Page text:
- Underwatering is probably one of the most common issues causing your aeonium to shut down. If you suspect this to be the case, increase your watering frequency to see if the plant comes back.
- Garden pests can be hard to detect until it is too late. Be mindful of your aeoniums as pests will feed on them just like any other plant. If you suspect you may have pests causing them stress, you will need to spray to kill off the pests. One way to tell if you have pests eating your plants is to watch for ants. Ants do not usually do harm to your plant, but they are a sign that smaller plant-eaters are nearby and attracting the ants.
- Be mindful of soil that is too wet. Aeoniums prefer well-drained soil. If you have planted yours in soil that stays wet, it may cause stress to your plants.
By looking for signs of stress in your aeoniums and taking into account the above stressors, you will be able to take better care and create a healthier life for them.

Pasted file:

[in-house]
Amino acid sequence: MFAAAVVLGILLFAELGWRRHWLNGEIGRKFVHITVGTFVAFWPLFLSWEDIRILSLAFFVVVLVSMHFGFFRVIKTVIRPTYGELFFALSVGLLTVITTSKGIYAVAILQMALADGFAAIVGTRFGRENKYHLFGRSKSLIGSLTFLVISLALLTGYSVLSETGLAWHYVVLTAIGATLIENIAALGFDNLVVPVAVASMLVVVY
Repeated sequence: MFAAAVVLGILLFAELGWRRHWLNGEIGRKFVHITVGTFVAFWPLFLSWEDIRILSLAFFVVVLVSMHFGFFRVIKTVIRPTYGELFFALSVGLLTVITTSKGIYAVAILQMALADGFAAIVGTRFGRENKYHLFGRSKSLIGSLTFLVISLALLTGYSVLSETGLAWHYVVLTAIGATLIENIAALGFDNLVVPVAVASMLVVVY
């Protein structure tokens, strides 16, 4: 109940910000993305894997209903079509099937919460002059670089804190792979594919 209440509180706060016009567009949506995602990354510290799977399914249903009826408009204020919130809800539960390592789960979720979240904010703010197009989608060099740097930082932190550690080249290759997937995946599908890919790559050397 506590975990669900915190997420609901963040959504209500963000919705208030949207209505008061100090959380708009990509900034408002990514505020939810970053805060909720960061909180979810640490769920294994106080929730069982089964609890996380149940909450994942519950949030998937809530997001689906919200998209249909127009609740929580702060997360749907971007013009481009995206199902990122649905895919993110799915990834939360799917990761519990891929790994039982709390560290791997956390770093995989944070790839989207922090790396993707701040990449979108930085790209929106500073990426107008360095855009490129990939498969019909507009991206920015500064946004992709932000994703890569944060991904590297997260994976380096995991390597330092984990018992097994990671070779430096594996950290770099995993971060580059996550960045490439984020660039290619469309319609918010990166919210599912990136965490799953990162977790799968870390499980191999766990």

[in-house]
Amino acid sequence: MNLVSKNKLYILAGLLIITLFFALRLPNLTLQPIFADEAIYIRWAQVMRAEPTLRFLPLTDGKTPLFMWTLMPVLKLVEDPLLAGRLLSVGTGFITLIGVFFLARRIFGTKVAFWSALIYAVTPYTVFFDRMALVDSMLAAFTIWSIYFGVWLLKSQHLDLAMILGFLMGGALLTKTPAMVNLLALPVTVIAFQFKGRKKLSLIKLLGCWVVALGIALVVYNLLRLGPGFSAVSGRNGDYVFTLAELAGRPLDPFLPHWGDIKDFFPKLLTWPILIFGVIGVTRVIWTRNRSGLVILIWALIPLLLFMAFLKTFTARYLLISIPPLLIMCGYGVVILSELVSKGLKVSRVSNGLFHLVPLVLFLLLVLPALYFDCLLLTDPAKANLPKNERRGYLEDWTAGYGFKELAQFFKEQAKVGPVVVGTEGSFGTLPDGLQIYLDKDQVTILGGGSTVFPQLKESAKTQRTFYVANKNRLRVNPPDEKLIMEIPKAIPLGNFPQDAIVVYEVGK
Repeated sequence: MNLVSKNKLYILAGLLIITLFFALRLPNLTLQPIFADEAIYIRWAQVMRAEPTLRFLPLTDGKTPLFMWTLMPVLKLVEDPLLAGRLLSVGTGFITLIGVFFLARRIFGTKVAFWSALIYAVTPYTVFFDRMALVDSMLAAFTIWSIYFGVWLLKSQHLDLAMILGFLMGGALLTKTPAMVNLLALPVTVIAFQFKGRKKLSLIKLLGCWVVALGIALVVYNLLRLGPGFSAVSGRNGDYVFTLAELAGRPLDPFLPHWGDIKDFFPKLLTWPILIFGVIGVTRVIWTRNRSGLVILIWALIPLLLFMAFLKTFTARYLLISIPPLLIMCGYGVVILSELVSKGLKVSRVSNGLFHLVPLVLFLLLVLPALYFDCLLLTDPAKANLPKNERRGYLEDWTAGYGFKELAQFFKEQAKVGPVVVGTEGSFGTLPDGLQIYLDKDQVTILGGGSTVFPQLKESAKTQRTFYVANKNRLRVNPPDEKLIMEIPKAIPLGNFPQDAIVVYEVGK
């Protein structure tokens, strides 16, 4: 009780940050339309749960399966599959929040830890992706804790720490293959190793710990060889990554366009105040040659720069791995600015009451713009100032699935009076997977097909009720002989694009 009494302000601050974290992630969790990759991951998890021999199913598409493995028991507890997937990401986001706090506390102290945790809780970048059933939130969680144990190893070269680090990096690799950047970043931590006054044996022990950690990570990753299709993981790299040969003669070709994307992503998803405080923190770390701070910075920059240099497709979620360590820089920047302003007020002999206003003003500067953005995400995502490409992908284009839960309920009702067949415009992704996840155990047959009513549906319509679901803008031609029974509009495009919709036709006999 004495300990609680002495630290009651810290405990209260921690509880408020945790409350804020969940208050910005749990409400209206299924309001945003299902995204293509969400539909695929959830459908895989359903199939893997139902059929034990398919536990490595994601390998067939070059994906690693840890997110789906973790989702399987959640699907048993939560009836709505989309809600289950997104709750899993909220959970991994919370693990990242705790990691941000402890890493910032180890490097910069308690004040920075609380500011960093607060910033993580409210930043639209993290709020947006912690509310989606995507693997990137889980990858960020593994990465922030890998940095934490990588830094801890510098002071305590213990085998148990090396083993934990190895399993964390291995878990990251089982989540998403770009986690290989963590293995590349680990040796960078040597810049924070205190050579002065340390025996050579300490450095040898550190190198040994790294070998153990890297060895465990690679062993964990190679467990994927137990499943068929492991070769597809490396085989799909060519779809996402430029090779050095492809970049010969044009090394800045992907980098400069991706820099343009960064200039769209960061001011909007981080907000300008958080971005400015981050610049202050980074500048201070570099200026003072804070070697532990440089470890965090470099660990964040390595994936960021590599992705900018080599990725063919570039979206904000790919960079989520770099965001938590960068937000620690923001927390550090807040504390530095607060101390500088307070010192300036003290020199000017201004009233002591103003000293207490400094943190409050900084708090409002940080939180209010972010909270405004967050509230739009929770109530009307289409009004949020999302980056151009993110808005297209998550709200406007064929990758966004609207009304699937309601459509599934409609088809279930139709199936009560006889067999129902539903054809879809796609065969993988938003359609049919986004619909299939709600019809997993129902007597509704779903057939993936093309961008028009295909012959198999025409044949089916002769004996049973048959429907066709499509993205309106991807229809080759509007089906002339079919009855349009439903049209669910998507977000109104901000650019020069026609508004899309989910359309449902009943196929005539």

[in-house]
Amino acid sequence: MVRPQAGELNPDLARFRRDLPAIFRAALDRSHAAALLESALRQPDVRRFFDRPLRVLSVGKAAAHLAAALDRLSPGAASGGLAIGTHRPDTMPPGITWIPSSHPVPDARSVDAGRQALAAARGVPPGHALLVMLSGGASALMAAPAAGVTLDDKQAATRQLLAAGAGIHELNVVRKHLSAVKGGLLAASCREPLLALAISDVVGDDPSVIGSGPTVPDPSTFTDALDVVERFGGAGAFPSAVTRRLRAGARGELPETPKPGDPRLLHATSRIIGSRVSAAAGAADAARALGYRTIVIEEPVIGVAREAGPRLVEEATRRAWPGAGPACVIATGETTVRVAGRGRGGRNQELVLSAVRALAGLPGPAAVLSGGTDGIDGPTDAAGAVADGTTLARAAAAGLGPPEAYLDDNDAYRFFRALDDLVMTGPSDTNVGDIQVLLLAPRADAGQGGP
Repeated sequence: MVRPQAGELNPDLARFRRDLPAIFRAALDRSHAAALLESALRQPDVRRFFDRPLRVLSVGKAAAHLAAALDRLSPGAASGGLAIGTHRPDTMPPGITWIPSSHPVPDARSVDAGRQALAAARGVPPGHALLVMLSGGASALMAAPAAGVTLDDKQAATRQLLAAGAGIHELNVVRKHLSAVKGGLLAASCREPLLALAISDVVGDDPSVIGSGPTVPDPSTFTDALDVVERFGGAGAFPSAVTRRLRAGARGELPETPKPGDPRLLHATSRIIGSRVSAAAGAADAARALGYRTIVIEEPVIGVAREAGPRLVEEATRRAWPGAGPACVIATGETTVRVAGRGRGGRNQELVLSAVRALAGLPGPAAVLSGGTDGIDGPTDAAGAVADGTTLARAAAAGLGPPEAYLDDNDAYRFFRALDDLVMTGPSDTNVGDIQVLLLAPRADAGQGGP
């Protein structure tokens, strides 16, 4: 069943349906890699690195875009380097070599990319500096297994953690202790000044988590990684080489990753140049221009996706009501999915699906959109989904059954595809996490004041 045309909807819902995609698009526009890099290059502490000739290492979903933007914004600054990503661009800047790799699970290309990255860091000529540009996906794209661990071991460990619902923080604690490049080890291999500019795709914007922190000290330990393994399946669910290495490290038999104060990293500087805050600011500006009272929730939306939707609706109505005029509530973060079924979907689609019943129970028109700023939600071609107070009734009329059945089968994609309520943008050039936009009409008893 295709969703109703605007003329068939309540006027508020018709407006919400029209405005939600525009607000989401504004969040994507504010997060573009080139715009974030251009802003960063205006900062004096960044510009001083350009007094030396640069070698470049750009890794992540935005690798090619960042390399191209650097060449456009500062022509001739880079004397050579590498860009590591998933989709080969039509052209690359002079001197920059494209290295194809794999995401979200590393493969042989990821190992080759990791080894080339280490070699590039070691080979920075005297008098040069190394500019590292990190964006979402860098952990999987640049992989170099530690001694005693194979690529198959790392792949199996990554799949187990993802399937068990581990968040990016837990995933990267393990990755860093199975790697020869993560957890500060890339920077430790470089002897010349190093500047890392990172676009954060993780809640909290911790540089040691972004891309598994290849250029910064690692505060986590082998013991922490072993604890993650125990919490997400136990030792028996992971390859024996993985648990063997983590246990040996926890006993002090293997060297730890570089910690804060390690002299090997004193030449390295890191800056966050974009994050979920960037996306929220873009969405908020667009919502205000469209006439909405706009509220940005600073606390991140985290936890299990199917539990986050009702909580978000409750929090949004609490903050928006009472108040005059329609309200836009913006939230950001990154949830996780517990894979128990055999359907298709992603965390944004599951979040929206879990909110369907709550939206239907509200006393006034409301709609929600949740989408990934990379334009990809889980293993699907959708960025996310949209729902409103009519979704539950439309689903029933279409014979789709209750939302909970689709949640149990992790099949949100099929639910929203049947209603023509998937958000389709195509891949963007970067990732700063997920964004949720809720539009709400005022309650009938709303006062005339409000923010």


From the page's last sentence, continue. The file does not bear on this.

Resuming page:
Proper Feeding of Aeoniums
Most aeoniums that are planted directly into the ground do not need much fertilizer. Usually, a good mulch added once a year is enough to keep them fed. For those in planters, however, more fertilizer is suggested. Use a light worm compost added to the plant in fall and spring to keep them fed and healthy.
Best Climate for Growing Healthy Aeoniums
Since aeoniums are originally from the Mediterranian area, it makes sense that this is the climate they prefer. In the U.S., that means climate zones 9 and 10 to be hardy plants. This does not mean they will not grow in more extreme climates. They will need more care to protect them from too harsh environments such as extreme moist heat or freezing temperatures. If you live in zones 9 and 10, you will find that aeoniums thrive in this environment with little help.
Aeoniums are vibrant succulents that improve the look of any flowering garden. They can be reasonably easy to take care of with a little effort and keeping them from stresses they are susceptible to. You can enjoy your aeoniums for years until the parent plant eventually flowers, at which time the main plant will die.
By making sure you propagate your plant by cutting runners and creating new root systems for new plantings, you will be able to continue to produce aeoniums for years to come.